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Katie Melendez was named deputy mayor and reappointed as the city's SANDAG representative. File photo/The Coast News
Katie Melendez was named deputy mayor and reappointed as the city's SANDAG representative. File photo/The Coast News
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Vista council rifts continue, Melendez renamed SANDAG rep, deputy mayor

VISTA — Divisions on the Vista City Council were on full display this week, as Katie Melendez was reappointed as the city’s representative on the San Diego Association of Governments board and named deputy mayor.

Melendez, in her first term representing District 3 and planning a reelection bid next year, was first appointed to the SANDAG board in February after the council amended the municipal code to allow any council member, not just the mayor, to propose representatives for local boards and commissions. 

At the Dec. 12 meeting, Melendez asked the council to unanimously support her reappointment, noting that relationships with SANDAG have improved in her time on the board and that she is actively working with staff to improve the city’s chances of securing grants.

“I am very honored to serve the community on SANDAG,” Melendez said. “It would be an honor if I could have unanimous support for this appointment.”

She was reappointed to the SANDAG board in a 4-1 vote, with the opposition of Mayor John Franklin, who argued that he should be the one serving as the city’s representative. 

Franklin, in his first year as mayor, said he is better suited to represent the city since he was elected at large, and claimed he would do a better job advocating for North County infrastructure funding, particularly for projects along State Route 78 and Interstate 15. 

The city also needs someone who isn’t afraid to butt heads with other SANDAG members and executives, Franklin said. 

“I think that if I were serving there, there would be a significantly different posture from our city in terms of where dollars are invested,” Franklin said. “SANDAG’s a mess, and we need somebody down there who routinely holds the SANDAG executives and, frankly, the majority of the board of directors accountable, so that agency serves the best interests of taxpayers.”

Councilmember Joe Green also verbally supported Franklin and said the change of the city code earlier this year regarding appointments was a “political” move by the Democrat majority of Melendez and council members Corrina Contreras and Dan O’Donnell.

“I feel like it was more political posturing because once Councilmember O’Donnell was elected and had the majority of the board, we changed the code and did what we did,” Green said. 

O’Donnell defended Melendez, noting that she was one of 15 SANDAG board members to strike down the controversial road usage tax in September

“A year ago, the largest concern we had was that we were going to appoint somebody who wants to tax us for every mile we drive on the road, and I didn’t believe that was true at the time, and I believe Councilmember Melendez showed that was true by voting against the road user charge,” O’Donnell said. 

Council members traded jabs throughout the discussion, with Melendez and Contreras criticizing Franklin for being chronically absent from SANDAG Transportation Committee meetings earlier this year, where he was a representative for the North County Inland region, resulting in his removal from the committee.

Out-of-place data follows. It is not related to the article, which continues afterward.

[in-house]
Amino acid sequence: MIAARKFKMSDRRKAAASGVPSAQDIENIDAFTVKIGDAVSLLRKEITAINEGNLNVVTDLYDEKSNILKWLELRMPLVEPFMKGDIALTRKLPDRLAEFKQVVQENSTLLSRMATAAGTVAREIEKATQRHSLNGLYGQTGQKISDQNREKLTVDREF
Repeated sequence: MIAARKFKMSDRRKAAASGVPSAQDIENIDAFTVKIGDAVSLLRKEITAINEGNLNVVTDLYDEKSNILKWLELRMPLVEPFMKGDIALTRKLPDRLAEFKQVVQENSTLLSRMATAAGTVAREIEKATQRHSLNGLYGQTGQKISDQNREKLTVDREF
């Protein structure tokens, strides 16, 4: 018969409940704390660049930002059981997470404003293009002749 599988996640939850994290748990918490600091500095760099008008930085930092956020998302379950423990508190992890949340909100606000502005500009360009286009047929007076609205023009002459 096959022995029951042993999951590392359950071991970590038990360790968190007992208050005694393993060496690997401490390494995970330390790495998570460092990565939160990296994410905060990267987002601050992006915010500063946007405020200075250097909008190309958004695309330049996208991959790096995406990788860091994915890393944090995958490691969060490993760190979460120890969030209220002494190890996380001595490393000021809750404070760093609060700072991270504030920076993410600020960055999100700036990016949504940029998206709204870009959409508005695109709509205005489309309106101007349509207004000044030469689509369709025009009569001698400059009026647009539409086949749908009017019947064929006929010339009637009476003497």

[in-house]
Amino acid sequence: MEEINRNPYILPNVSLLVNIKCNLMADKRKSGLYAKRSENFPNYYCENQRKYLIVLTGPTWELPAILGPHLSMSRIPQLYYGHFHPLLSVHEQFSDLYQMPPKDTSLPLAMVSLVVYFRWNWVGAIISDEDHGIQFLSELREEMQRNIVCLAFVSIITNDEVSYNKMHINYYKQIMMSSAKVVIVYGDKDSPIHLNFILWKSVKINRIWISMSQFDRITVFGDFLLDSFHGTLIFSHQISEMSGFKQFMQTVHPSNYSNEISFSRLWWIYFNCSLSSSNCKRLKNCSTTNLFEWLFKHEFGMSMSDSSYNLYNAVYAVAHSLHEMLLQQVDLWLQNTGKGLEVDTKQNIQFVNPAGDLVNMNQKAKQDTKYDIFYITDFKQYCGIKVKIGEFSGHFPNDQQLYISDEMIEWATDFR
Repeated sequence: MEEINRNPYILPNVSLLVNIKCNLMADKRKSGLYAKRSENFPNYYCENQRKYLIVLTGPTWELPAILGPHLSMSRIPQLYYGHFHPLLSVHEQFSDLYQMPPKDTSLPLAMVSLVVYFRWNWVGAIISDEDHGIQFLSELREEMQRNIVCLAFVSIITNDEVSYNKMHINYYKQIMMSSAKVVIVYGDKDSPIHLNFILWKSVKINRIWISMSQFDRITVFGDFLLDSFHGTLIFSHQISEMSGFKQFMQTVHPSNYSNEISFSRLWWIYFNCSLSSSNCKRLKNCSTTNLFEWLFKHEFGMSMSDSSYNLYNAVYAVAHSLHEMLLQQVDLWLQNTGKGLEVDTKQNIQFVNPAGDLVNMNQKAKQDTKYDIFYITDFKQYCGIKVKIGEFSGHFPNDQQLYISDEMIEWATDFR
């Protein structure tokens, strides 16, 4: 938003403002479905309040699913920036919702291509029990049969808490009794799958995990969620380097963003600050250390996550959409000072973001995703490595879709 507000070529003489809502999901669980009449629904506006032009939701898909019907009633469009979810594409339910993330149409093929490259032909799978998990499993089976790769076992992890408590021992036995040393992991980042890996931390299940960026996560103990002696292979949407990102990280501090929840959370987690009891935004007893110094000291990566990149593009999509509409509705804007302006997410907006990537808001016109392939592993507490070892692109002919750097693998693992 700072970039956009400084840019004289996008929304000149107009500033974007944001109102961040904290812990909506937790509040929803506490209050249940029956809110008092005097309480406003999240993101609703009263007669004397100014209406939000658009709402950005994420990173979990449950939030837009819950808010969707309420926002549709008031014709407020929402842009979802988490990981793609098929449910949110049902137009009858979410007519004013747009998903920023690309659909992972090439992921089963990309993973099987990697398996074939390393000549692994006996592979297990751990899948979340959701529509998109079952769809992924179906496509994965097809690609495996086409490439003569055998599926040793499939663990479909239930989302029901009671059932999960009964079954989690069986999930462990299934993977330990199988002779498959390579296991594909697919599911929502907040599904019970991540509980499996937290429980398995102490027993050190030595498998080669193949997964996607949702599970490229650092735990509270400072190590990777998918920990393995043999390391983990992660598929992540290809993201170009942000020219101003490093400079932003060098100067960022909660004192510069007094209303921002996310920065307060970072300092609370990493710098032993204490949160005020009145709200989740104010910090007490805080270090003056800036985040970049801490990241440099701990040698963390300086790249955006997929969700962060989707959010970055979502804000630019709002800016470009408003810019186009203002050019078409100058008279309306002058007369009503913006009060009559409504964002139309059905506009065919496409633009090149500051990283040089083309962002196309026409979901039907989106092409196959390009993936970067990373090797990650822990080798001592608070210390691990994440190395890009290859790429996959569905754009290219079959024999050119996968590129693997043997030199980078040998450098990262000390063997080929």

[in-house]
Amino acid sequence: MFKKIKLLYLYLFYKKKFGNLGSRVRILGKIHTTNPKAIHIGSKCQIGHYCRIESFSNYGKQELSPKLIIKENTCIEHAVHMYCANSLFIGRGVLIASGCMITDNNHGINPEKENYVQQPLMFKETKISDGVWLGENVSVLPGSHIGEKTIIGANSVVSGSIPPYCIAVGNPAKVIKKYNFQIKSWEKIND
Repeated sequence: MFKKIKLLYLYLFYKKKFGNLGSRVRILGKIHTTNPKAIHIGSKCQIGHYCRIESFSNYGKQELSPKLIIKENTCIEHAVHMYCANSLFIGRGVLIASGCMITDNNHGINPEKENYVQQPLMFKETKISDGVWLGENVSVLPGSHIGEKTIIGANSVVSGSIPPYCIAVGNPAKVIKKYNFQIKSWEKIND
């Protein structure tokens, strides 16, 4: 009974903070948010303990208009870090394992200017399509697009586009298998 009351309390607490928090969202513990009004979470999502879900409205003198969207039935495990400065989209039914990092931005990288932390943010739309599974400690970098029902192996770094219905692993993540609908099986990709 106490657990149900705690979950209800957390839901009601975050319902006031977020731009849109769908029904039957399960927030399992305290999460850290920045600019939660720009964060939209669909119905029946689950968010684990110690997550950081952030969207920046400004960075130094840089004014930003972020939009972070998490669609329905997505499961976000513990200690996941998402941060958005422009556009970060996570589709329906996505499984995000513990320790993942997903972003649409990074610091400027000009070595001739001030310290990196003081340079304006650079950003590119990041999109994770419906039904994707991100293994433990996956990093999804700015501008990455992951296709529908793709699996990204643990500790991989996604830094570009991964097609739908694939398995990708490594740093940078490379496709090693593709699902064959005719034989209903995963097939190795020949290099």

Franklin pushed back, noting he was always present to cast votes at the SANDAG board when he was the primary representative before Melendez’s appointment. 

He added that non-attendance is rampant at the non-binding transportation committee, where agendas for this year show that six meetings have been canceled and at least two of the 12 regions have gone unrepresented at meetings. 

“I appreciate what you’re trying to do — you’re trying to paint me as somehow I’ve not done my job, but the reality is that every time there was a board of directors meeting, I was there to advocate and to cast my vote,” Franklin said. 

He also noted his perfect city council meeting attendance record to The Coast News, stating that he has never missed a meeting in his nine years as an elected city official. 

Deputy mayor appointment

Melendez also netted an appointment as the 2024 deputy mayor, a one-year term she will take over from Contreras. Franklin and Green were opposed in the 3-2 vote.

Green nominated himself, noting that this is his last chance to hold the role as he won’t be running for re-election to the District 2 seat next year.

“I’d like to throw out there that I have been on the council for seven years; I do love this city like my little sister, and the year I was deputy mayor was COVID year, so I didn’t get to do anything,” Green said. “I just want to serve my city until the end of the year.” 

Franklin made a motion to appoint Green, but no other council members seconded it. Contreras and O’Donnell praised Green for his commitment to the city but said they wanted to support Melendez due to her body of work during her term. 

“While I support you wholeheartedly and believe that you are such an incredible cheerleader and advocate for our city, and I will just always express my love and admiration for you, I am going to support Councilmember Melendez as deputy mayor,” Contreras said. 

Two speakers made public comments in favor of appointing Melendez, and one spoke in support of Green. 

Melendez thanked the council for the appointment and stated her respect for Franklin and their debates. 

“I understand there are divisions among our council, and if there’s anything I can do in this next year to bring more unity, to bring more consensus building, to bring more community engagement, to facilitate shorter meetings and quicker business, then I will actively work on that,” she said. 

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